The rich don’t want you to know that they aren’t happy. While it’s true that money can’t buy happiness, it can help you achieve a high level of satisfaction. The rich may not be happy, but they certainly feel better than those who are struggling financially.
Invest for growth, not for tax breaks.
Investing is different from speculating. Investing is about building wealth over time, whereas speculation is about trying to make a quick buck.
The rich don’t want you to know that they’re not interested in tax breaks; they want you to invest your money so it can grow into more money.
The rich understand that investing doesn’t have anything to do with short-term gains, but rather long-term returns, so they’re willing to put their hard-earned cash into investments such as stocks and bonds that may not see immediate profits but will eventually pay off big time if they’re invested wisely over a long period of time.
The rich know that if they want their money to keep growing after taxes are paid out on capital gain distributions, then one should invest for growth rather than for tax breaks alone — especially during periods when there aren’t many other options available (such as now).
Spend less than you earn.
If you have a limited amount of money to spend, the best way to manage it is to create a budget. A budget is simply a plan for allocating your financial resources over time, and one of the most effective ways to stick with your plan is by making it public.
The easiest way to do this is by creating an Excel spreadsheet or writing out all of your expenses on paper and sticking them in a binder or planner.
Another option is using apps such as Mint or Personal Capital, which will automatically track how much money comes in each month (your income) and how much goes out each month (your expenses).
Once you have created an accurate picture of where your money flows every month, it’s time to decide where it should go instead.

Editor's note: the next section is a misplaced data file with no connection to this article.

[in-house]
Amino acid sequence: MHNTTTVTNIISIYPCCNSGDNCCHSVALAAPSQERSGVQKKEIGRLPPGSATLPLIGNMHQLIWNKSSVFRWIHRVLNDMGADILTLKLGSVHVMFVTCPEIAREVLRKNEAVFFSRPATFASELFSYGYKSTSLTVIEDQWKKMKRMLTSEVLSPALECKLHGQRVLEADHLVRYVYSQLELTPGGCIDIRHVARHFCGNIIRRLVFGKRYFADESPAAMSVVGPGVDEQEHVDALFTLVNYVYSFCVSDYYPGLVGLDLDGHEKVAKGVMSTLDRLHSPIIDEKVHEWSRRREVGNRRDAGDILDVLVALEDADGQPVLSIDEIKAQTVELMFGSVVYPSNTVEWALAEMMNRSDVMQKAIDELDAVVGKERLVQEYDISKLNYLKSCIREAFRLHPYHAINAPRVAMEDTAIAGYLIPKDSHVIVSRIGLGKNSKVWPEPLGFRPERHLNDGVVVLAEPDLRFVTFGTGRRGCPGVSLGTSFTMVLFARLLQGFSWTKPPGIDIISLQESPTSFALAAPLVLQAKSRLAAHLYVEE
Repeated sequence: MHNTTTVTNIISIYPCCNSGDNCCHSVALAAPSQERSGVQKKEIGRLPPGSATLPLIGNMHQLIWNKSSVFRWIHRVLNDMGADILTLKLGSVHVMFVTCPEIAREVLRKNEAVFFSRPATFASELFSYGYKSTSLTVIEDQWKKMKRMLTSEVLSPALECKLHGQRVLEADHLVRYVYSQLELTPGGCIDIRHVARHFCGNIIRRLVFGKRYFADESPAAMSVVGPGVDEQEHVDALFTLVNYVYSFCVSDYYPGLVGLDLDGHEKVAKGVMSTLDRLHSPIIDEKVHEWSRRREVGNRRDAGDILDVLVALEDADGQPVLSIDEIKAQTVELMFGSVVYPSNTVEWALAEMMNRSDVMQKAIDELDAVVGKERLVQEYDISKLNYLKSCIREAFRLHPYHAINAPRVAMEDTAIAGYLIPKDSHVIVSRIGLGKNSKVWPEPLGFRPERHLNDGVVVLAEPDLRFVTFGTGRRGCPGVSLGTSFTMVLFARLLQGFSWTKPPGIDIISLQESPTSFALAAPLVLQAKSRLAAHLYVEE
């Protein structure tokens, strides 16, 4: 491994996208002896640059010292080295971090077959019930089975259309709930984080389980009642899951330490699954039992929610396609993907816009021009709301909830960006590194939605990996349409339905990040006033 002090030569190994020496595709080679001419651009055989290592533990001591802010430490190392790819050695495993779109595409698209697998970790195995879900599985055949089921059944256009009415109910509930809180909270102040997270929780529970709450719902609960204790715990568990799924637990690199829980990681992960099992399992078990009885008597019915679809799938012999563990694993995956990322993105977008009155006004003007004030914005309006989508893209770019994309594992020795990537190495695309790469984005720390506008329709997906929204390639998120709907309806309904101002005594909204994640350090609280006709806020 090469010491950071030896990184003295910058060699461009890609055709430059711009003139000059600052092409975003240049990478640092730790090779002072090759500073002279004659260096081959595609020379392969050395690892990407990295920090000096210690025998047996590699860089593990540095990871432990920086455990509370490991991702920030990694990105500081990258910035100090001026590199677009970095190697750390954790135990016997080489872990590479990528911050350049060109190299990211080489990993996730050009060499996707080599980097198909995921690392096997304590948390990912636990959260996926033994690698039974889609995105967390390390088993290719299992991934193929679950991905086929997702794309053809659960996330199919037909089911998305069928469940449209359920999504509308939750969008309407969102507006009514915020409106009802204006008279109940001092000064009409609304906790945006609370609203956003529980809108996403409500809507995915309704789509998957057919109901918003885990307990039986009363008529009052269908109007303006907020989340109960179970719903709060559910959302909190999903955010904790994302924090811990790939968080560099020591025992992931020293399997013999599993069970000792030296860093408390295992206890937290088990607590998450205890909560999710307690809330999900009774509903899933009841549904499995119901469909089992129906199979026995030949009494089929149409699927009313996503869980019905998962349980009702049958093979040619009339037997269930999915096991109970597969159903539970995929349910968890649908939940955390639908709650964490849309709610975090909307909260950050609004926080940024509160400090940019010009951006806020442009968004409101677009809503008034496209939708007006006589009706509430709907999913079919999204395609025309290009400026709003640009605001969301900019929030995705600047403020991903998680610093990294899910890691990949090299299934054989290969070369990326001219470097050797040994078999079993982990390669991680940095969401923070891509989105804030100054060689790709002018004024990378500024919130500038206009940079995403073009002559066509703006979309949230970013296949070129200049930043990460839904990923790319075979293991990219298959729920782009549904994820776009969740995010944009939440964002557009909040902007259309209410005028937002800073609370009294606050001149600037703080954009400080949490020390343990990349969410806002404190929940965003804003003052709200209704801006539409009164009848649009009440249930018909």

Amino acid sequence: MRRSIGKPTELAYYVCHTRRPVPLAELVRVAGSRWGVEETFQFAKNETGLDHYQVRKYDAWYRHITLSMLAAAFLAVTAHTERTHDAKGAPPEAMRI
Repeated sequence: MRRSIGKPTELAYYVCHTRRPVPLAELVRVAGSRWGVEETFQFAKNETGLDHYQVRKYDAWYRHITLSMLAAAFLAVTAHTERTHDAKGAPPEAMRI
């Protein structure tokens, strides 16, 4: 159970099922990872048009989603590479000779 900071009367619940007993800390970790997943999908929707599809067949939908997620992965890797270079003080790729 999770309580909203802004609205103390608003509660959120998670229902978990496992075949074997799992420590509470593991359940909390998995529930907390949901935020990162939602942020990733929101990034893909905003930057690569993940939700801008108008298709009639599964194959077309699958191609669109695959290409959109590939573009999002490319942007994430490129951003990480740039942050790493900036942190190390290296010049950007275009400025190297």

First off: stop spending so much! You may be surprised at just how much money goes toward items that aren’t necessary or even things we buy without thinking about whether they’re worth our hard-earned cash — eating out too often can add up fast; buying coffee every day adds up even faster; buying books on Amazon without checking if they’re available at the library first adds up even faster still!
Know your net worth.
Knowing your net worth is one of the most important things you can do to manage your finances. It will help you determine if you are on track with respect to preparing for retirement, paying down debt, and saving for the future. Your net worth is simply what remains after subtracting all of your assets from all of your liabilities.
The goal should be for this number to be positive, not negative. You can use an online calculator like this one from Bankrate or download a free copy of Quicken (which includes a built-in calculator) to figure this out quickly and easily.
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Start an emergency fund.
When you’ve got a financial windfall, the first thing you should do is build up an emergency fund. This is money that’s earmarked for use in case of job loss or another major life event that causes you to need cash quickly.
The minimum amount you should have in your emergency fund is three months’ worth of expenses; however, it can be helpful to aim for six months’ worth of expenses so that if your job does get lost, you won’t have to worry about paying the bills for too long.